Step 4: Drill Holes
After your pattern is all laid out, it's time to drill holes. Our cotton clothesline was 7/32" in diameter which will easily fit into a 1/4" hole. To layout the holes for the 2-1/4" pieces we laid out a mark 1/2" from the end and centered on the 1" wide side. To aid in drilling accurate holes we fashioned a jig out of some scrap wood so all we had to do was flip the piece to drill both sides. The 3-1/2" pieces got the holes on both ends, as well as a hole in the direct center, which is1-3/4" in from the ends and centered on the 1" side. The 25 end pieces (23 short and 2 long) get groves cut into the long side to help inset, hide, and protect the cotton cord. We used a 1/4" countersink on the drill press to gouge out the wood between the holes and then used a chainsaw file to help sand out all the frayed wood. The cotton will hide most of it, but we wanted a clean final result, so we spent extra time filing it down. And again, remember to keep your pieces in order.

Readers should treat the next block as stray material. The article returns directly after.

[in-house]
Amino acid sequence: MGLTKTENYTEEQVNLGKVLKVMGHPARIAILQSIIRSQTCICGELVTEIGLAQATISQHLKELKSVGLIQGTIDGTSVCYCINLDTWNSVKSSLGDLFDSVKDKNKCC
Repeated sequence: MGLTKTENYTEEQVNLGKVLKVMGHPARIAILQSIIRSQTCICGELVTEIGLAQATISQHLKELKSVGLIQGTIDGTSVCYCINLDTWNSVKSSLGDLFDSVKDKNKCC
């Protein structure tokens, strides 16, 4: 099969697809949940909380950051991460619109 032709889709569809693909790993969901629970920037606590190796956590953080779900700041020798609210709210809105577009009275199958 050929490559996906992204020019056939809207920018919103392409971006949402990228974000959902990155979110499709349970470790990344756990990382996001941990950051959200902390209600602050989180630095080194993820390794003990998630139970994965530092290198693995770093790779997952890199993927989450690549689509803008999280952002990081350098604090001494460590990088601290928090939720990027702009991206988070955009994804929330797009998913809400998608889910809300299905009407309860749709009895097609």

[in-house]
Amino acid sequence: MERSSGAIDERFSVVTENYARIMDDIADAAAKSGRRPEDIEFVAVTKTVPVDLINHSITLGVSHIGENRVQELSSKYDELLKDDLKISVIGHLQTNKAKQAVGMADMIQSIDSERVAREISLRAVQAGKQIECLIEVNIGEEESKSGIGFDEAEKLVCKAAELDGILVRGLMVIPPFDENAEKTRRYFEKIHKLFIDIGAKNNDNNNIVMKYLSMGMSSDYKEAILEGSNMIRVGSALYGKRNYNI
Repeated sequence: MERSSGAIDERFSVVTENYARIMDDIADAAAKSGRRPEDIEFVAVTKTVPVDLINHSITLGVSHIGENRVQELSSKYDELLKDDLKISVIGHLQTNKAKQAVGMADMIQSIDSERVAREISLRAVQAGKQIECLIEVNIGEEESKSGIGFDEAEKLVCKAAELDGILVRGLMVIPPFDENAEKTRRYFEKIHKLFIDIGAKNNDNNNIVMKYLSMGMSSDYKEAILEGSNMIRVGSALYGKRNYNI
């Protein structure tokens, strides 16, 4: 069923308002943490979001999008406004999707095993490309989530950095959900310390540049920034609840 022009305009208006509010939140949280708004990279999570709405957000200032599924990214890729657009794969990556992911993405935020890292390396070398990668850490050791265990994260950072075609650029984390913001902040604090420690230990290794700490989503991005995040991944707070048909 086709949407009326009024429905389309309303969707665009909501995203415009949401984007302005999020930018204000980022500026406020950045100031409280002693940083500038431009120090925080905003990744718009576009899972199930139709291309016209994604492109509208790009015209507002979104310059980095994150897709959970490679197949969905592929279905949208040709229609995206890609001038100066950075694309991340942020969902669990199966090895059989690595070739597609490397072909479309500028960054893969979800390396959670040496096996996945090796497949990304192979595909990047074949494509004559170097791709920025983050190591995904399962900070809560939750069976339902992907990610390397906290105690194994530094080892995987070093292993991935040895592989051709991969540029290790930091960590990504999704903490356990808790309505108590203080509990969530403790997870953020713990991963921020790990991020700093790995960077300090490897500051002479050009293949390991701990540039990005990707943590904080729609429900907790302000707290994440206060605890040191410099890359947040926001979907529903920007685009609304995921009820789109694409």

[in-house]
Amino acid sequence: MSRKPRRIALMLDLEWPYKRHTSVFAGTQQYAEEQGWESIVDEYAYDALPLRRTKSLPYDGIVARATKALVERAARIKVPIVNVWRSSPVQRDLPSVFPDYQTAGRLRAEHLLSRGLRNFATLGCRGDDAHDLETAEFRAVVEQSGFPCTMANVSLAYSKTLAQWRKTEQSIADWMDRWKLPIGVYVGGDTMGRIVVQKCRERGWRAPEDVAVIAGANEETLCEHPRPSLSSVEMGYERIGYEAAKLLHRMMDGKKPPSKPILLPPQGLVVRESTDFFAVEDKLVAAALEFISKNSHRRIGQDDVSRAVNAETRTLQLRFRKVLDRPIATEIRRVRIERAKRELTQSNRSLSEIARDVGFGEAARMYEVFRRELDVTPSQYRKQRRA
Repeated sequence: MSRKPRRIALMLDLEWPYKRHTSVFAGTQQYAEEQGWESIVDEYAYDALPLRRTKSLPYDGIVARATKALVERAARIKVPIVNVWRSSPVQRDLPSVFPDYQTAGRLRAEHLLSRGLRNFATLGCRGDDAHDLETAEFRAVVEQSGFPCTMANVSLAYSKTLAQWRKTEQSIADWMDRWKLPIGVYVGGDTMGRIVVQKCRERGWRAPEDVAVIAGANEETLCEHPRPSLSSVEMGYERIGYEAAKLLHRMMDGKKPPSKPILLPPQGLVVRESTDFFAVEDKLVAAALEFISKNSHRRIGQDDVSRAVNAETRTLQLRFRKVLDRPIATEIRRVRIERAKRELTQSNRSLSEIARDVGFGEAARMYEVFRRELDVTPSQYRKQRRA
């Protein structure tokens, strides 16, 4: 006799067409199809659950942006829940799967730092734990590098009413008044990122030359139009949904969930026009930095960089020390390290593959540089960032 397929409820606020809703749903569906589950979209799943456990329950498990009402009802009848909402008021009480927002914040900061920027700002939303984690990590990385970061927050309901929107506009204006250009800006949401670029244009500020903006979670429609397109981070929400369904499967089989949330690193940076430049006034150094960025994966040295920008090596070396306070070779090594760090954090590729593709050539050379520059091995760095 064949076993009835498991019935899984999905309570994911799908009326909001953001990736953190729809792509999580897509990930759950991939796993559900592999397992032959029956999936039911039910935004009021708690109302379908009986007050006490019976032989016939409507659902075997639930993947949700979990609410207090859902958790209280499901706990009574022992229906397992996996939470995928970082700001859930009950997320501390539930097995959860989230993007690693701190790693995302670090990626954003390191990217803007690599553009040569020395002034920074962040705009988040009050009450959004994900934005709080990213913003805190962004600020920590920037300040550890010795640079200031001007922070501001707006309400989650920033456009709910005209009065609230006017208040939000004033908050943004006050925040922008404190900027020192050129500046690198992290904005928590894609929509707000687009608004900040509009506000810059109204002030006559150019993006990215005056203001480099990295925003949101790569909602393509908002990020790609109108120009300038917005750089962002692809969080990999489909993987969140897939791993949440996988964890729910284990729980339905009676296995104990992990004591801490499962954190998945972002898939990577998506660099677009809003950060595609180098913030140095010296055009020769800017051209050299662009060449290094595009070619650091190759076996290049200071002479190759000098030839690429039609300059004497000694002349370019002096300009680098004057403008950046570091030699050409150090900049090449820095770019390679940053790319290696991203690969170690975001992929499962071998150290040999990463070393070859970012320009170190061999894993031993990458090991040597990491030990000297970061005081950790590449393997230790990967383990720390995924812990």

Step 5: Sanding, Sanding, and More Sanding
Time to get sanding! Using a combination of multiple belt sanders and liberal use of a chainsaw file, we sanded each side, chamfered (rounded) the edges, and cleared all holes of frays. Go with the grain of the wood on the sides you can. There's no avoiding the sanding; the difference between the raw cut and sanded piece is night and day, and it really adds a whole new dimension to the project. Hopefully, you've managed to keep all your pieces in the correct order.
Step 6: Rope